The entrance of Monte dei Paschi di Siena bank's headquarter is seen in downtown Siena July 1, 2016.
The entrance of Monte dei Paschi di Siena bank's headquarter is seen in downtown Siena July 1, 2016. Reuters / Stefano Rellandini

The European Commission on Tuesday approved revised restructuring targets for Italian bank Monte dei Paschi di Siena (MPS) and a new deadline for the government to sell its controlling stake.

Italy owns 64% of MPS following a 2017 rescue that cost taxpayers 5.4 billion euros. Rome is preparing to pump more money into the Tuscan bank to cover part of a 2.5 billion euro ($2.6 billion) capital raising based on the size of its stake.

The EU Commission said it had deemed acceptable Italy's request for more time for the re-privatisation of the bank, after efforts to meet an initial end-2021 deadline failed last year due to the collapse in talks to sell MPS to rival UniCredit.

"The set of revised commitments adequately counterbalances the revision of the deadline," the Commission said, without providing further details.

A person briefed on discussions with the EU said the deadline had been pushed back "by years" in order to give MPS time to revive its business.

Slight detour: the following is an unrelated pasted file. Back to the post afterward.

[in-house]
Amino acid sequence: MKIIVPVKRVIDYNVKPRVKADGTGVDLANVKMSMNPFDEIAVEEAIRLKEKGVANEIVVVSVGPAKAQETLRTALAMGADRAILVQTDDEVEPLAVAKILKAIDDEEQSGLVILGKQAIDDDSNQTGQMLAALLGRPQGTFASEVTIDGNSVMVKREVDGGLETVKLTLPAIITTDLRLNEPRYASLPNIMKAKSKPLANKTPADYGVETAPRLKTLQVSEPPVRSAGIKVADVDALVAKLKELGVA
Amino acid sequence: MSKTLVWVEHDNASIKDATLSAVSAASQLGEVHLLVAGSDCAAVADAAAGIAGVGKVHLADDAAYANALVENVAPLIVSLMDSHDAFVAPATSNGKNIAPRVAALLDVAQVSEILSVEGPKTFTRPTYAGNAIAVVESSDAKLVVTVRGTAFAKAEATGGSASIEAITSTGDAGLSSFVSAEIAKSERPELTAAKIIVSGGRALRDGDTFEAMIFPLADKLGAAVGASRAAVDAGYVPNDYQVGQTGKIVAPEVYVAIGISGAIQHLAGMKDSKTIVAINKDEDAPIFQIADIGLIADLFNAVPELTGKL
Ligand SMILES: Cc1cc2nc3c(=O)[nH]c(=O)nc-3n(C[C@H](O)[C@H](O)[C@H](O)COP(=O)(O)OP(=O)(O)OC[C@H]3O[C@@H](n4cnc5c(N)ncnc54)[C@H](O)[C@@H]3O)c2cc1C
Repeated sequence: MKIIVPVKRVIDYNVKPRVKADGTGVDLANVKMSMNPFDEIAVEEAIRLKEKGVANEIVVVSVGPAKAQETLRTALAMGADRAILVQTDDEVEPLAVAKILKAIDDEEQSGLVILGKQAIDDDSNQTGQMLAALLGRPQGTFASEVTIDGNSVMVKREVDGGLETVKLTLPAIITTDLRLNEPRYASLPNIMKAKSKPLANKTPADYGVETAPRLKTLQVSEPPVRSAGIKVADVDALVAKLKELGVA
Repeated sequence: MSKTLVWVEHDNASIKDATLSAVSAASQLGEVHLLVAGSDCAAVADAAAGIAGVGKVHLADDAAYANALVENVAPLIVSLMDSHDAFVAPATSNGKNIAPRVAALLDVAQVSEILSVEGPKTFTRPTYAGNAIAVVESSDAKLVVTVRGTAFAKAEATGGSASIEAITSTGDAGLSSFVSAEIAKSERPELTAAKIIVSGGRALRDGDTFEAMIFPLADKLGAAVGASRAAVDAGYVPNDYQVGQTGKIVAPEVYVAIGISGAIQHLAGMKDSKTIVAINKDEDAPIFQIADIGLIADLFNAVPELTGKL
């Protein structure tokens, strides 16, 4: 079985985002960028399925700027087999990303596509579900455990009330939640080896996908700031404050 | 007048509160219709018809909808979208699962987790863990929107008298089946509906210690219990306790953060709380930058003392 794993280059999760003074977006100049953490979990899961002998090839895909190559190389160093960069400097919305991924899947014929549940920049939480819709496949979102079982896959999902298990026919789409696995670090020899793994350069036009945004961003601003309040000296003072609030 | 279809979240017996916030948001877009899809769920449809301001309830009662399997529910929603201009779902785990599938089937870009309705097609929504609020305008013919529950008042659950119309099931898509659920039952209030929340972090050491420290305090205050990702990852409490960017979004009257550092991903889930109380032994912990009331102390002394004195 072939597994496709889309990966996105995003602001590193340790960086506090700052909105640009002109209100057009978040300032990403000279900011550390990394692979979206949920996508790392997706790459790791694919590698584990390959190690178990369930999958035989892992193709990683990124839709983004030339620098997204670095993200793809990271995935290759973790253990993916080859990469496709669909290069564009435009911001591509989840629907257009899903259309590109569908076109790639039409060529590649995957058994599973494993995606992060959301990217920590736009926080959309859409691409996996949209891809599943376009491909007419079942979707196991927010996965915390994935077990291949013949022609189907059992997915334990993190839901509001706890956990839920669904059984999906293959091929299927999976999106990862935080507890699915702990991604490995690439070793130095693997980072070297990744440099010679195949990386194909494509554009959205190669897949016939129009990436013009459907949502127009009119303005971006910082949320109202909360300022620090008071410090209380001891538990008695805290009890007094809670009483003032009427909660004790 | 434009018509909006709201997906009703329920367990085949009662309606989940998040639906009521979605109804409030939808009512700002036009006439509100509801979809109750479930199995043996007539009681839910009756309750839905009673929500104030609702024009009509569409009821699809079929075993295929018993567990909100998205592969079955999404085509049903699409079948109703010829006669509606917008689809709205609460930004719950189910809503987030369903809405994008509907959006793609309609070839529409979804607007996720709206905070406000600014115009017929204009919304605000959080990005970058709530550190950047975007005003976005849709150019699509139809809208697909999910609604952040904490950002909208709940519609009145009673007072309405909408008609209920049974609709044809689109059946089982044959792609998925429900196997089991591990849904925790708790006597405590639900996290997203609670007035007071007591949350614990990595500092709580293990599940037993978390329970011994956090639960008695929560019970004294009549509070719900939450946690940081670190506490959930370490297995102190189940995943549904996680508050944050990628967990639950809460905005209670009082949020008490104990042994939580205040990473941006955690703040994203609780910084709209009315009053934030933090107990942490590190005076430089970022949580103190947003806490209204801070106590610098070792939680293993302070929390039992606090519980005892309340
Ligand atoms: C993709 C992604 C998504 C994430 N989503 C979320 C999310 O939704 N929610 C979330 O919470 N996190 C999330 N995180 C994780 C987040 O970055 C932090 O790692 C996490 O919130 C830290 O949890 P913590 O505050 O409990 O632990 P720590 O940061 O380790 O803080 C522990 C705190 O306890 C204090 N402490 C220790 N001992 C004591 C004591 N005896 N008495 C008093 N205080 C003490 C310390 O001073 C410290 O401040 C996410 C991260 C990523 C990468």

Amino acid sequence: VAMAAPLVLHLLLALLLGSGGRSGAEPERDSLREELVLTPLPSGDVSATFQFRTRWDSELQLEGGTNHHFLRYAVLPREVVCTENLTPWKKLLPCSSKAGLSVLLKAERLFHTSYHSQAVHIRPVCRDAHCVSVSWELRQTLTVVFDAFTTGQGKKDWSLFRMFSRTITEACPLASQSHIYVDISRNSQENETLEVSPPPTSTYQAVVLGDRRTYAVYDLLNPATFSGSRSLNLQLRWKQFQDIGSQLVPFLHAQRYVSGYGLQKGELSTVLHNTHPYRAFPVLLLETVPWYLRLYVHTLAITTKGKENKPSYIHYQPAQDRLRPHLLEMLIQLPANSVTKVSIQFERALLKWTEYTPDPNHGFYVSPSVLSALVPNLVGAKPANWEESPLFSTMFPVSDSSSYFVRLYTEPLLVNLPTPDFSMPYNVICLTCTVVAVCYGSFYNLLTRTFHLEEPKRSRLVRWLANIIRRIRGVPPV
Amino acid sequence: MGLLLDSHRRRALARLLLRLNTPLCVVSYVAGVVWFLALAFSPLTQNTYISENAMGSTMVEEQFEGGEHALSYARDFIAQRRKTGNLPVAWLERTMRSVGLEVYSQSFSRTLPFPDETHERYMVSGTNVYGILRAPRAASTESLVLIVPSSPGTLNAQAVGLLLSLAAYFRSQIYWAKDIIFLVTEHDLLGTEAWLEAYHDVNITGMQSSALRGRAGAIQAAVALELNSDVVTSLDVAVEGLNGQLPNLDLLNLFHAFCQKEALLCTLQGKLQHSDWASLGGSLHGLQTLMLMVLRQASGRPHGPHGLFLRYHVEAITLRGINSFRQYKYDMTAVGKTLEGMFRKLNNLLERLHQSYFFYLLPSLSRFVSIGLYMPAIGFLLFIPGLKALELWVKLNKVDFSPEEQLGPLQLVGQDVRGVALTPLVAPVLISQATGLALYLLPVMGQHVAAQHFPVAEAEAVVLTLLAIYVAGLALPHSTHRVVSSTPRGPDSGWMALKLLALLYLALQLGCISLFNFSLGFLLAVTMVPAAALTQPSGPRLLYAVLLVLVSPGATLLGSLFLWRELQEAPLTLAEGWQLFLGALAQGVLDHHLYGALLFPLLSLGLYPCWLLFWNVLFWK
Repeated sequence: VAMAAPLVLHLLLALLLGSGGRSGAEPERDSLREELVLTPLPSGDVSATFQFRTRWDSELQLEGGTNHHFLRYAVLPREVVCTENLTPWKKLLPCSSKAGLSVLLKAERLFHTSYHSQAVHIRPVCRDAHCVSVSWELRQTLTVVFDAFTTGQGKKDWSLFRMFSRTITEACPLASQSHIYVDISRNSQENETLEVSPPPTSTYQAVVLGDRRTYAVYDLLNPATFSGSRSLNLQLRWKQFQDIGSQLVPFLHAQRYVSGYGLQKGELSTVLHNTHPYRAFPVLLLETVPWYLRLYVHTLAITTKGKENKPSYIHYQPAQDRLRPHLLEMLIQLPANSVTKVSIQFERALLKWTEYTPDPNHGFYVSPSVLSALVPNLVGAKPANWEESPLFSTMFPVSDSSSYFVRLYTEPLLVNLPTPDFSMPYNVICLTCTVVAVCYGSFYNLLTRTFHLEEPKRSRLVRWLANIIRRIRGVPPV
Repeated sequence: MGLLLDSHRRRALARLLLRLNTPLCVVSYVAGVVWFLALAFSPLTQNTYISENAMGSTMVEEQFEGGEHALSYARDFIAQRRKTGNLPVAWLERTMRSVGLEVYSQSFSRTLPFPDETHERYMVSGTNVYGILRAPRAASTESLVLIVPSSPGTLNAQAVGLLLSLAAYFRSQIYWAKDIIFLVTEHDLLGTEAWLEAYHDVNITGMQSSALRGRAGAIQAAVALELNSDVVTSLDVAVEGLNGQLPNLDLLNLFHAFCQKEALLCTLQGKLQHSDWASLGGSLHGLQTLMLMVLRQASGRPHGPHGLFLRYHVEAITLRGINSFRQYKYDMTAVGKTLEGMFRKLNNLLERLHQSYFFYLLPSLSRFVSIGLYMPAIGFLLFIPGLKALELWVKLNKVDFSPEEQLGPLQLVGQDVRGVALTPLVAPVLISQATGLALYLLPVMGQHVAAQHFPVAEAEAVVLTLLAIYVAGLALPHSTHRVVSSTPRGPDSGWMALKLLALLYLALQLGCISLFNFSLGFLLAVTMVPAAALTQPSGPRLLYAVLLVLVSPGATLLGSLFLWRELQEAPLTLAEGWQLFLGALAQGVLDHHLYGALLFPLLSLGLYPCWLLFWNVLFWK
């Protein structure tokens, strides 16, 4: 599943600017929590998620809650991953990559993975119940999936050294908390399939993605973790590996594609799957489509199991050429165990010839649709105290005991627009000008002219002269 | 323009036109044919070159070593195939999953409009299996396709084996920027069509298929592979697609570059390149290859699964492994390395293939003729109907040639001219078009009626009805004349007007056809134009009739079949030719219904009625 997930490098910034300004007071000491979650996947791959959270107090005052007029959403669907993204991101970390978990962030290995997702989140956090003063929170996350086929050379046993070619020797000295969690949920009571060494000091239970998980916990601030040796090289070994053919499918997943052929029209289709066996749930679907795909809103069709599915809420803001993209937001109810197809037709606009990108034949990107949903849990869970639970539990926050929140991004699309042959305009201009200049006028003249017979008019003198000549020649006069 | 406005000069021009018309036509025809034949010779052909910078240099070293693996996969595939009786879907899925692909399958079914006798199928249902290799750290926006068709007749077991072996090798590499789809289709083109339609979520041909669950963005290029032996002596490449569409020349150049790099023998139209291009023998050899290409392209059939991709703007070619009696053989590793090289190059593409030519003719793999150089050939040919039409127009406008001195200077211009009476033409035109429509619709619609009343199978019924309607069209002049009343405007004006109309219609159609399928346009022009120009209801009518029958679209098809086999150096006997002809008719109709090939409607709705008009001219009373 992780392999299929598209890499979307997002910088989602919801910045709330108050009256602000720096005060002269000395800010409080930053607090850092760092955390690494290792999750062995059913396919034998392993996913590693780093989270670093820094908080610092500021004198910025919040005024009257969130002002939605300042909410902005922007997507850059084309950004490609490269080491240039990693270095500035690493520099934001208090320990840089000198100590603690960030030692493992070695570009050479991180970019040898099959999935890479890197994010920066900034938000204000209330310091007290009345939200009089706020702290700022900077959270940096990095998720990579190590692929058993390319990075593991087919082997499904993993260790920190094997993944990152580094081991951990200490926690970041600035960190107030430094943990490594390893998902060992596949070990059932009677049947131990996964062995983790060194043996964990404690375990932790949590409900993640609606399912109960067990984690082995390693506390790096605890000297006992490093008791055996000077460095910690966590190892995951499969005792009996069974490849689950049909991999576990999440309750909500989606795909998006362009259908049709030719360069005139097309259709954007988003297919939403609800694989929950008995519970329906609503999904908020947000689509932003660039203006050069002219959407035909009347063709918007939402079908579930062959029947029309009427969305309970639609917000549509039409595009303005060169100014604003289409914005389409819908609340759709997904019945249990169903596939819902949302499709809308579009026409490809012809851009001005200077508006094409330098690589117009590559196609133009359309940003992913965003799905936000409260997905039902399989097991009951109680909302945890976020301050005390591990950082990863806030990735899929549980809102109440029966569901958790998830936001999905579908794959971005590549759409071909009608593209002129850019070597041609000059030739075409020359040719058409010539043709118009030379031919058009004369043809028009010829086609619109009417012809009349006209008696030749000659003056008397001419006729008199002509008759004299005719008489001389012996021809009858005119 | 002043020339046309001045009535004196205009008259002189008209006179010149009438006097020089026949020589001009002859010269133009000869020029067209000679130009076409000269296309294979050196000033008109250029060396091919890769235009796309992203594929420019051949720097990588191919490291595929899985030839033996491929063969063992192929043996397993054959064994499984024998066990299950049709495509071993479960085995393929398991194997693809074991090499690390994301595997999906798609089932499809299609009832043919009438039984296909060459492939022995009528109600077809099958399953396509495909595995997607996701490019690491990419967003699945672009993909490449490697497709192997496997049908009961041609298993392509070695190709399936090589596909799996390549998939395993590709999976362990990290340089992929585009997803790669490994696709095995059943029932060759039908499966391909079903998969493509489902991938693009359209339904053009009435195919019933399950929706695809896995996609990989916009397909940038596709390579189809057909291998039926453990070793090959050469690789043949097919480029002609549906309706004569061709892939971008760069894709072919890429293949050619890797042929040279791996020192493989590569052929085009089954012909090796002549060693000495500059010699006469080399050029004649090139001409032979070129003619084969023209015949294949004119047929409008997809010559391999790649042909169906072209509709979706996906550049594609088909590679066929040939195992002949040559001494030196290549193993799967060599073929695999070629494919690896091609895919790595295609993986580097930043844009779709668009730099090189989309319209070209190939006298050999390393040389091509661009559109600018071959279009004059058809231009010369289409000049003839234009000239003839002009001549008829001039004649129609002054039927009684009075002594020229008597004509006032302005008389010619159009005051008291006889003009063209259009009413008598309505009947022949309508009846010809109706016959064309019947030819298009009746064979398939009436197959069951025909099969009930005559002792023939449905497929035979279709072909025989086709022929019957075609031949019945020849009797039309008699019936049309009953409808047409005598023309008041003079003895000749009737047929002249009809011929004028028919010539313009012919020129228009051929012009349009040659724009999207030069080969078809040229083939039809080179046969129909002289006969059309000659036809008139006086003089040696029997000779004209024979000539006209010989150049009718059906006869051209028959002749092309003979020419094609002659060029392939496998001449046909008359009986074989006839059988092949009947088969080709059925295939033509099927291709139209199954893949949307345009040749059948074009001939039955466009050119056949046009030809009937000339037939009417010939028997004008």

In applying for the deadline extension, Italy has offered fresh restructuring pledges including staff cuts to lower operating costs and further disposals, the EU said.

Italy had secured informal approval from Brussels before MPS unveiled a five-year plan on June 23 under new CEO Luigi Lovaglio, sources had said.

More than a third of the money MPS intends to raise via the new share issue will be used to fund 3,500 voluntary employee exits this year, as the bank strives to triple its profit by 2024.

MPS is expected to reach an accord with unions by the end of the week over the voluntary redundancies, two people close to the matter said. MPS reports first half results on Friday.

Though it managed to sharply cut its bad loans since 2017, MPS has fallen short of the restructuring plan Italy agreed with the EU to clear the bailout, hit by low interest rates and Italy's weak economy.

Volatile markets, where banking shares have been deeply hit by fears of an economic recession, make the capital raising a daunting prospect for MPS, with Italy's snap elections in September further complicating matters.

($1 = 0.9771 euros)